There is a lot more to learn and do to build a successful inbound marketing program for your recruitment firm. These initial steps will go a long way to ensuring your firm is findable and attractive to potential customers. Once you convert traffic to leads, you can begin to nurture those leads through your sales funnel. We’ve found it’s much easier to close sales with “warm” prospects. Do you have an inbound marketing success story to share? Drop a note in the comments!
by Liz Carey
Recently, we had a staff meeting centered around establishing our goals and values as a team — while each staff members has their own set role and responsibilities, the purpose of this meeting was to discuss how we all view the “bigger picture” of our purpose and view for the organization. It got me thinking about how it applies to a recruiting firm. Within a recruitment firm, recruiters work as part of a larger team, but because this industry is so cut-throat and quote driven, it could be perceived as every person for themselves. And a little bit of healthy competition is great, but it’s important that your team is focused on working towards a common goal.
Your recruiting team are the people who are going to help you succeed in finding talent and keeping your firm’s clients happy, so it’s important to make sure you are all on the same page. It could be useful to hold a team meeting to discuss your recruitment firm’s goals, values, purpose, and expectations. As an owner/manager, here are a few things to consider:
- It’s not all about metrics. Of course your recruiters should be held to a certain standard, and you can expect them to make a certain number of calls made per week, send-outs, placements, etc., but owners/managers should empower team members to learn as much as possible – spending time networking, learning, sharing best practices with each other, and improving internal processes. Because there’s so much pressure to fill roles, this will likely take time and support from leadership to encourage recruiters to shift their gears to learning and growing.
- Involve your team in decisions. Experience is one of the most valuable assets that recruiters bring to their firms. Leverage these diverse perspectives and insight to get them involved in the decision-making process and ultimately, build stronger recruiting operations. If a recruiter has background/experience in an area that you currently don’t recruit in, let them try to build up that sector as a new area of business for your firm.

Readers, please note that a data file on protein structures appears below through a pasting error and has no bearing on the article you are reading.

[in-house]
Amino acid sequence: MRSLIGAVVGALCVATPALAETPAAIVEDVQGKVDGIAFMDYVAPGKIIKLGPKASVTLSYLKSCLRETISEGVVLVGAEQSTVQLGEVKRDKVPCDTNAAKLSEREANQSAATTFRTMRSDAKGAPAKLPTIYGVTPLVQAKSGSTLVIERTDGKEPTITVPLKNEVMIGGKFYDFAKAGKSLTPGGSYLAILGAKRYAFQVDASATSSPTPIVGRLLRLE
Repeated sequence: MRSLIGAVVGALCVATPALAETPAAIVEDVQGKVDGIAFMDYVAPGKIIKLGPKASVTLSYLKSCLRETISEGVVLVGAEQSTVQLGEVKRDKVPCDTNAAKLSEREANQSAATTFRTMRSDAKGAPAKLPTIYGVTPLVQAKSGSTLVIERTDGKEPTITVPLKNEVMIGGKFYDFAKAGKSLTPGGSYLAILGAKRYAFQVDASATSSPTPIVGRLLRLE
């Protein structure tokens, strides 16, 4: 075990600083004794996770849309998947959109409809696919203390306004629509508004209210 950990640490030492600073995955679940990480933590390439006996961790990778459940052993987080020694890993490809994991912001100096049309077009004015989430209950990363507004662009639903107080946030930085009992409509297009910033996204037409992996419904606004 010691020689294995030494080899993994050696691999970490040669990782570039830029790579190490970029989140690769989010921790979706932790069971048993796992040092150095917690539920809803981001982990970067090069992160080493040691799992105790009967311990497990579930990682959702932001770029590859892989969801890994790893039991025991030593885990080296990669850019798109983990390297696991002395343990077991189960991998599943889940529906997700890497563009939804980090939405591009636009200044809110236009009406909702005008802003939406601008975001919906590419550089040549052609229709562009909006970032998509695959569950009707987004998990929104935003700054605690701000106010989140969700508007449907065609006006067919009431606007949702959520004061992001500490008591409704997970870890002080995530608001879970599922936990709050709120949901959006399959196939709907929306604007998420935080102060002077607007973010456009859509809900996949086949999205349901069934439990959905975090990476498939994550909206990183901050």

- Set expectations. If you’re part of a recruiting network / organization, make sure your recruiters are using these resources to get the most ROI. Set up a training with the network staff to ensure all your recruiters know how to use the site/database and how to get the most out of your membership. Make it a requirement for your staff to post any new reqs to the site to get help from your network affiliates. Set a goal for your recruiters that if they hit a certain number of placements, they can attend an in-person recruitment network meeting/conference. One placement made through your membership pays for itself!
How do you keep your recruiting team motivated? If you’re part of a recruiting network, what is your process for getting your recruiters involved?
by Dave Nerz
Much attention is focused on AI and robots replacing people in their jobs. While it will happen, and is happening to some degree already, the process is more evolutionary than instantly implemented. As it applies to the future of recruitment, the AI transition might actually benefit recruiters short-term before having a negative impact.
The successful examples of AI and recruitment automation in the hiring process focus on low-skill, entry-level jobs or jobs easily defined by a few words, computer languages or credentials that candidates have achieved. The recruitment for higher-end jobs will someday be similarly automated. That time is not here yet. Read the rest of this entry »
by Veronica Blatt
I stumbled upon a blog from Katrina Kibben earlier this week, What I Learned Writing 60 Job Posts in 60 Days. You should read it, too. A couple of things really jumped out for me. First, there are a lot of truly awful job postings. They’re not doing much, if anything, to attract the right kinds of candidates.